I don't see how I can make it work - especially since my most central - if
not most important - table, is a recursive many to many!

“None of you has faith until he loves for his brother or his neighbor what
he loves for himself.”

If I try to sum up what you said in what a user can search for. Let's start easy and step by step to make sure I understand the use case.

So you have a paper which is your top level object, and you first want to be able to search for a paper that has been written by someone.
Let say we store papers as something like:

PUT papers/doc/1
  "title": "foo",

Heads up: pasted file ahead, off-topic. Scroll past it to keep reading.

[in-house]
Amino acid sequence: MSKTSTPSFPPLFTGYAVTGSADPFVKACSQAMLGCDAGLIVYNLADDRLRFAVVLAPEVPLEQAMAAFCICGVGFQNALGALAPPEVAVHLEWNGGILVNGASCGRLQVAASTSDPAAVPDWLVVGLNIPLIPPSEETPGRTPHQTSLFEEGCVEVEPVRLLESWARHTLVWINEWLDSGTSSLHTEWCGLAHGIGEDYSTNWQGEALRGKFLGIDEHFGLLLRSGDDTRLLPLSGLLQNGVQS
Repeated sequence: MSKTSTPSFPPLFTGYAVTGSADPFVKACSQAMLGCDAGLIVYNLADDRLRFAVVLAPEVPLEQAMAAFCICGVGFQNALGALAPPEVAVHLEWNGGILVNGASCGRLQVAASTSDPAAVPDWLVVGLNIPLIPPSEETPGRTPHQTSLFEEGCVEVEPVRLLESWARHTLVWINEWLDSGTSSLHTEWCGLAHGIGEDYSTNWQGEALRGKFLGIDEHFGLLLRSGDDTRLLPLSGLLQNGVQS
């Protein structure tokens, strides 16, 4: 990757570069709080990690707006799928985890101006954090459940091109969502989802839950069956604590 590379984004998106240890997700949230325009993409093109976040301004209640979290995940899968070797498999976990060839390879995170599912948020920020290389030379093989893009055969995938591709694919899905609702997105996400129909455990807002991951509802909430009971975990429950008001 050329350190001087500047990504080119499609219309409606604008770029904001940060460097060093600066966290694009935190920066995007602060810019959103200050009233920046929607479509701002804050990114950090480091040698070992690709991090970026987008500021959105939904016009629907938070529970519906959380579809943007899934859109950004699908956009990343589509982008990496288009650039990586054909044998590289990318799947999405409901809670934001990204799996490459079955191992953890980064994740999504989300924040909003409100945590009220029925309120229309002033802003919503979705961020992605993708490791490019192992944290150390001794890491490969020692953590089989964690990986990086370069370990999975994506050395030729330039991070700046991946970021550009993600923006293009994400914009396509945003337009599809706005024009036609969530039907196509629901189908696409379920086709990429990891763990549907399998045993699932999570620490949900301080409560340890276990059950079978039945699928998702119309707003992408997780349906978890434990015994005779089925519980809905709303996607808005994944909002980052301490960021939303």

"topic": "a very good topic",
  "authors": [ {
    "name": "me"
  }, {
    "name": "you"

Is that the right first step that will answer some (most?) of your users queries?

Then I think you are may be looking for something close to recommandations. If so, I believe that the Graph feature we have in x-pack might be helpful to help you to connect the documents. May be @Mark_Harwood can say more.

Ok, thanks. I will take a look at the Graph feature and come back to you and or Mark with more questions.